Well the good news for you is that September has about a 0% chance of recording an average temperature of 19°C, now or any time in the near future. Any month as far above average as that would need to have a lot of hot southerlies, not coming off the Atlantic but from the Mediterranean at the least. Atlantic months in autumn can be milder than average (usually Oct/Nov though), but SW'ly winds will not cause major heatwaves of the sort you're talking about with these wild guesses. A lot of thunderstorms woud be required to produce the 200mm of rain. Atlantic with frontal systems wouldn't allow for such sustained higher than average heatwave conditions. The only 4 months in history to record a CET of 19+°C did not suffer from "Monsoons and Atlantic garbage".

Edited by CheeseAndOnionCrisps

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14 minutes ago, CheeseAndOnionCrisps said:

Well the good news for you is that September has about a 0% chance of recording an average temperature of 19°C, now or any time in the near future. Any month as far above average as that would need to have a lot of hot southerlies, not coming off the Atlantic but from the Mediterranean at the least. Atlantic months in autumn can be milder than average (usually Oct/Nov though), but SW'ly winds will not cause major heatwaves of the sort you're talking about with these wild guesses. A lot of thunderstorms woud be required to produce the 200mm of rain. Atlantic with frontal systems wouldn't allow for such sustained higher than average heatwave conditions. The only 4 months in history to record a CET of 19+°C did not suffer from "Monsoons and Atlantic garbage".

Yeah, and I thought he was crazy for going for 9°C in December 2015...

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On 21/08/2018 at 12:43, Relativistic said:

Yeah, and I thought he was crazy for going for 9°C in December 2015...

A 19°C September isn't technically impossible, it is exceptionally unlikely - and my point was that it will certainly not have "200mm of Atlantic Monsoons". 

December is a different story entirely - sustained advected tropical maritime winds in December can create very high temperature anomalies compared to what the same synoptics would produce in September. That said, December 2015 was the first such month in 350 years of records. Could be that long before a repeat of the month. The Atlantic's effect in winter is to keep the UK milder than further inland areas, and vice versa in warmer, summer season months, where it has a more moderating effect. This is basic common knowledge. Hence why, as I said, a 19°C September requires a lot of hot southerly winds, not "Atlantic Monsoons".

Edited by Paul

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On 21/08/2018 at 12:48, CheeseAndOnionCrisps said:

A 19°C September isn't technically impossible, it is exceptionally unlikely - and my point was that it will certainly not have "200mm of Atlantic Monsoons". 

December is a different story entirely - sustained advected tropical maritime winds in December can create very high temperature anomalies compared to what the same synoptics would produce in September. That said, December 2015 was the first such month in 350 years of records. Could be that long before a repeat of the month. The Atlantic's effect in winter is to keep the UK milder than further inland areas, and vice versa in warmer, summer season months, where it has a more moderating effect. This is basic common knowledge. Hence why, as I said, a 19°C September requires a lot of hot southerly winds, not "Atlantic Monsoons".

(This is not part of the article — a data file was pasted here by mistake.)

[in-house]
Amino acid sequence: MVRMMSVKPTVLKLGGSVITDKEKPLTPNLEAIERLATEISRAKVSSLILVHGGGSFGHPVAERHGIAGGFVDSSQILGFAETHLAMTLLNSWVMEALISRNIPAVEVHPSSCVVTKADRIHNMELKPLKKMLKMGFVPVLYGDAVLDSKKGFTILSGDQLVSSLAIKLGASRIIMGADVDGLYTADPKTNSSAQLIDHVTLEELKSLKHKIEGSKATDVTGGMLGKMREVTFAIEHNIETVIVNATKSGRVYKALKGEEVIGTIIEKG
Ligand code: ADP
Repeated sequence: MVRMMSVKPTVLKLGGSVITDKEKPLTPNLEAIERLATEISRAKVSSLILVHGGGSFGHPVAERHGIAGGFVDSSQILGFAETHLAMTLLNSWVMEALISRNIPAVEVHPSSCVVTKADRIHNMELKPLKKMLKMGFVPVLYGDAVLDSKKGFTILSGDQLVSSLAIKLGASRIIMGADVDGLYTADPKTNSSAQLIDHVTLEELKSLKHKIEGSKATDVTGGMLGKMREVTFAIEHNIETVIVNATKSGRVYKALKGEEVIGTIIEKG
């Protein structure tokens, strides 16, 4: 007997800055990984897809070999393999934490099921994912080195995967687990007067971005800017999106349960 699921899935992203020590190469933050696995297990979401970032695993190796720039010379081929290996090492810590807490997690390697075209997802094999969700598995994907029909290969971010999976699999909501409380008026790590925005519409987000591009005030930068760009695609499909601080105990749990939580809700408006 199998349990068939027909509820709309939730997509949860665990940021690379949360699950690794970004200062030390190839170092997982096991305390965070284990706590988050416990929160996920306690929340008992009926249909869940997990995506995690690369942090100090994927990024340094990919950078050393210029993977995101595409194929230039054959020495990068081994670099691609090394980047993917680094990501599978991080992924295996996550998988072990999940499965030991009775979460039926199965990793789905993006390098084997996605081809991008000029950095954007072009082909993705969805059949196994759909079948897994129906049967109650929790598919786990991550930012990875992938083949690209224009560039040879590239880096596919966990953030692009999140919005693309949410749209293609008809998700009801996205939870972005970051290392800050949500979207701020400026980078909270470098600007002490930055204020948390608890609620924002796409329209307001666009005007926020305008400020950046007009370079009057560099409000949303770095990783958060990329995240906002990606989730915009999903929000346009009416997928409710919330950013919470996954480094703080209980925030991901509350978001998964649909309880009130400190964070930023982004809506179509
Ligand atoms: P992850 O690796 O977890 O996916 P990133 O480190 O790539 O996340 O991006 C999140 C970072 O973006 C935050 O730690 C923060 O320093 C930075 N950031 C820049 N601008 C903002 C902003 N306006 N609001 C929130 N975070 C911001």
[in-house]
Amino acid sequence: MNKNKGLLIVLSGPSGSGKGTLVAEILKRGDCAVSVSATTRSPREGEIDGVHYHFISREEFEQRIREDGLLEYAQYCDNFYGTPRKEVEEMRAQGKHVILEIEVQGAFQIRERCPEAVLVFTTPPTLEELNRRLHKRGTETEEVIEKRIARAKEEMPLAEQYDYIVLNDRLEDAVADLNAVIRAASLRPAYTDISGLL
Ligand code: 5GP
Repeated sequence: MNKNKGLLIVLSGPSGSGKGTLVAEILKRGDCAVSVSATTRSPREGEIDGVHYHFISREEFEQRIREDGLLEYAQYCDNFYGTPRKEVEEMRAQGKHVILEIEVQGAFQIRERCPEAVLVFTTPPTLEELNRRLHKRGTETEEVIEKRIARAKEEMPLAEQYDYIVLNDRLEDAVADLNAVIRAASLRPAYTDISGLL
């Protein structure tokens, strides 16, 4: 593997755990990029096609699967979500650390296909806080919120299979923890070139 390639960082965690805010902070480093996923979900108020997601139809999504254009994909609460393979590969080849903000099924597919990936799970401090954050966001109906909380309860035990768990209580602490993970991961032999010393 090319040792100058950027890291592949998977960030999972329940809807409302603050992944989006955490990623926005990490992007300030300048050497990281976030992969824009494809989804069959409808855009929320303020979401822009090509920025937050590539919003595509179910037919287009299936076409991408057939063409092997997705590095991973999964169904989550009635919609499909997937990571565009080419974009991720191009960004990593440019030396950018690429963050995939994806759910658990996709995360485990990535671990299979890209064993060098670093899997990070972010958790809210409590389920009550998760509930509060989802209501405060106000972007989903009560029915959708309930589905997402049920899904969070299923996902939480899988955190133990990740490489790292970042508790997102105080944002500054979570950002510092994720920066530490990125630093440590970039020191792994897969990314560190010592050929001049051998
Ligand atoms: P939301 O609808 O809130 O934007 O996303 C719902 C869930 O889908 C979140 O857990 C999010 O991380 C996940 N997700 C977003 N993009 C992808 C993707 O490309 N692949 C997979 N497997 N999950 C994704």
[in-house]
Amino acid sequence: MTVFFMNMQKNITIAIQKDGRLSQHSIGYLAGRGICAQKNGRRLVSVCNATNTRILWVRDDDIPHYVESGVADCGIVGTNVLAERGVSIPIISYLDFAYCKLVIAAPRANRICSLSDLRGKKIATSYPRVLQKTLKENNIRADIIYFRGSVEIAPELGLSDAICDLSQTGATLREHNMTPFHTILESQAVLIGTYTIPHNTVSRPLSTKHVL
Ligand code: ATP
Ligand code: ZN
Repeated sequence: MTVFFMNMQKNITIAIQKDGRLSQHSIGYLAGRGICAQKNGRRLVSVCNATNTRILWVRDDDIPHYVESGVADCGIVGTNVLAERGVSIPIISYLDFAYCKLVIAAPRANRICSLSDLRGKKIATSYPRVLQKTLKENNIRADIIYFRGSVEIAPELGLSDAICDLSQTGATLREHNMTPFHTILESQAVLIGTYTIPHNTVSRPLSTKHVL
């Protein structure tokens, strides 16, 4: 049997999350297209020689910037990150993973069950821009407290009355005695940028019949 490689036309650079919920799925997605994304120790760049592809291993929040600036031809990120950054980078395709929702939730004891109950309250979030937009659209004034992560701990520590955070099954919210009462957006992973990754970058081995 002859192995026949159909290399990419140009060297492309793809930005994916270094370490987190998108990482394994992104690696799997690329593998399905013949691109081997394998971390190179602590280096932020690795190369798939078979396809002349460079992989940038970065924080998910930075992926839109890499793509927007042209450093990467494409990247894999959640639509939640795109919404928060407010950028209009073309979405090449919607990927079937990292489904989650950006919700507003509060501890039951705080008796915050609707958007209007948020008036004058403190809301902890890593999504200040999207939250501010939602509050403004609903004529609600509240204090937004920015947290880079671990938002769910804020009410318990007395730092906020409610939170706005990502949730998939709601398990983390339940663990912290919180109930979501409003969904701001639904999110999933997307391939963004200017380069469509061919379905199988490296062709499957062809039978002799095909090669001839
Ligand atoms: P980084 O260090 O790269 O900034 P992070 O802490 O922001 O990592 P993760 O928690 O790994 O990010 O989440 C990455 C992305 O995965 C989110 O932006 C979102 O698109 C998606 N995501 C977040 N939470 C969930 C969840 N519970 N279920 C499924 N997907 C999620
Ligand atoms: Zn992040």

I'm fully aware of what you're saying, so I'm not going to argue with you, other than to say that Craig is not an idiot. His crazy punts have been a custom on this forum for years and you're taking them far too seriously.

Edited by Paul

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LG is the reason I went for median instead of mean for our contest consensus values, just in case he goes to three or four digits.

My early suspicion is that September will be cool and very wet, but I will check in around the 31st with a possibly different idea. 

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I'd say continuing a bit warmer than average but not exceptional. Let's say 14.8 and 67mm.

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6 hours ago, Roger J Smith said:

LG is the reason I went for median instead of mean for our contest consensus values, just in case he goes to three or four digits.

My early suspicion is that September will be cool and very wet, but I will check in around the 31st with a possibly different idea. 

I hope your early suspicion is correct!

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I think I'll go for a relatively cool September in recent times 13.4

Rain fall around 95mm.

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14.9c and 52mm

A fairly dry and warm month, in the end the conditions will either revolve around settled conditions or more zonal set up. 

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Hopefully a very warm September to keep the coldies at bay for another month or 2. It's always a bad sign when they start crawling out of the woodwork again.

Edited by cheese